I’m not quite sure exactly when this happened, but today I noticed that my Google Play app now lists ‘music’ as one of its many options (in addition to Apps, Books and Movies).
A closer inspection reveals that together with the free player app (available as a separate download), I can now search for,play samples and of course, buy music, and then play MP3s on my Android phone. It looks like that any purchased music is held in the cloud (so no worries about phone storage issues – but the the device will obviously need an internet connection), whilst the app also picks up all the stored music on the phone as well.
OK, so here’s the challenge. You’ve got a lovely up-to-date smartphone and you’ve managed to put a load of MP3s on it. Up ‘til now you’ve been very happy listening to your tunes through some ear-buds or headphones. For many, that’s all that’s required for a great musical experience.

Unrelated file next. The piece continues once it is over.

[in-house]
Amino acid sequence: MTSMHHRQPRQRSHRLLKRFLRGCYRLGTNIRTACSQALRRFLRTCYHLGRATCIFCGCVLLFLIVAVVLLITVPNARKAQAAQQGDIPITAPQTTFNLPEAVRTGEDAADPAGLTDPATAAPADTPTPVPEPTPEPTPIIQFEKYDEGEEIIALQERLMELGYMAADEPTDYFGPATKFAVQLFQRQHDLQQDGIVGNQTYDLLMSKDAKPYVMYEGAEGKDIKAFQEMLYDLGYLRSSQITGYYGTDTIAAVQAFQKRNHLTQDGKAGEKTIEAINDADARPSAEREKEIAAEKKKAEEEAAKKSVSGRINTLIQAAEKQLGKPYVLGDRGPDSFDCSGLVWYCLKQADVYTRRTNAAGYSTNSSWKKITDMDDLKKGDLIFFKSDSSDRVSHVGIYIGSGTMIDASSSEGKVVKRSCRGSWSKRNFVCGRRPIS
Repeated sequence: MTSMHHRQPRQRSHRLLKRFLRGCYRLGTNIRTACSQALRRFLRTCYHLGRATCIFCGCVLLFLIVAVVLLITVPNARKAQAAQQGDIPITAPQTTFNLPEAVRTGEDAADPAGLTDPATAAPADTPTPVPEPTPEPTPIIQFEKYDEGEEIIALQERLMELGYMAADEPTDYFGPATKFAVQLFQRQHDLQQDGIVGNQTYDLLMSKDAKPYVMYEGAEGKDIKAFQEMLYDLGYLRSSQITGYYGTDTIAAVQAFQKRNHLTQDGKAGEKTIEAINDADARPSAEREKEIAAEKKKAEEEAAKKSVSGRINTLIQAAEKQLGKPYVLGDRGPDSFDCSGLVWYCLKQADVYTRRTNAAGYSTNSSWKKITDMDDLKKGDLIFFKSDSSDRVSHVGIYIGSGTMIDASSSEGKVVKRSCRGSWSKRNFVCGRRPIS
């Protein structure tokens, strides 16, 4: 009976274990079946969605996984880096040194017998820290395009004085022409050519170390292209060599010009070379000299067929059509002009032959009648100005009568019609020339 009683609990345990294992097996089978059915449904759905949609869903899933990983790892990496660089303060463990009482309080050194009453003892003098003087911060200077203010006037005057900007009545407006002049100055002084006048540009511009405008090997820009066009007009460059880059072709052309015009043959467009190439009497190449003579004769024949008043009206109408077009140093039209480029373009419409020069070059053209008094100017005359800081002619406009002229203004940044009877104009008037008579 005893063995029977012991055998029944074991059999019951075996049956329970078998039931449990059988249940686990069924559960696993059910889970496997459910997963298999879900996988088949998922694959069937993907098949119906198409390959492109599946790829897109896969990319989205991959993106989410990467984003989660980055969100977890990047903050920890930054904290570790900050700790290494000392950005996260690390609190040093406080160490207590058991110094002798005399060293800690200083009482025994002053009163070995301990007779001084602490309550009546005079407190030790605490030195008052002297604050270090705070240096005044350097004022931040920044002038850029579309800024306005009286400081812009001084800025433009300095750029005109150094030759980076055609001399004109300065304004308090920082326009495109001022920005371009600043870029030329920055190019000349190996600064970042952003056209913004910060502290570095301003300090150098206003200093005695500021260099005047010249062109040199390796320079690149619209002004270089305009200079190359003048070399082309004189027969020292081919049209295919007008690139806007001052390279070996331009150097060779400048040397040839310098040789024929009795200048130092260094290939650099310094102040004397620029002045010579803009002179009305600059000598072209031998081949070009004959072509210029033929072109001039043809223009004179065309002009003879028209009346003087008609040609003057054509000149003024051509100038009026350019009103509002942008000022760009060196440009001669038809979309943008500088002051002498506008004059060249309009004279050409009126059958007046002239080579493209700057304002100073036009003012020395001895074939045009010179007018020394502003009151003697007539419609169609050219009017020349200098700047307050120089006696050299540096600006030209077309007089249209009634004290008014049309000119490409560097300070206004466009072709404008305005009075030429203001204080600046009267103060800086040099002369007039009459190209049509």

Trouble is, some of us (of a certain age), have probably also got a good sound system at home with some nice speakers attached. Now, wouldn’t it be good if you could connect up your smartphone to your hi-fi and play your tunes that way – wouldn’t that just be the perfect marriage of old and new technology working seamlessly together?
As Thomas Magnum used to say: “I know what you’re thinking…”. ‘A degree in Electronic Engineering’, ‘miles of ugly cabling’ and ‘an afternoon behind the amp trying to recall what-goes-where’. Err, No!
Getting it working was ‘simples’. Set the smartphone’s Bluetooth setting to ‘discoverable’, plug the black-box into the mains, press the ‘connect’ button on the top and within 30 seconds or so, the two should be taking to each other. In fact, I didn’t even need to add in the suggested four-digit pin to pair them – they just connected.
Last of all, use the connecting cable to plug the black-box into your sound system. It doesn’t have to be a hi-fi, it could be anything that’s got an external sound input socket on the back.
The result? A very convenient way to control music with the added convenience that the volume button on the phone controls the volume of the music coming out of the speakers. A couple of of sticky pads on the back and the device is now conveniently out of sight in the lounge.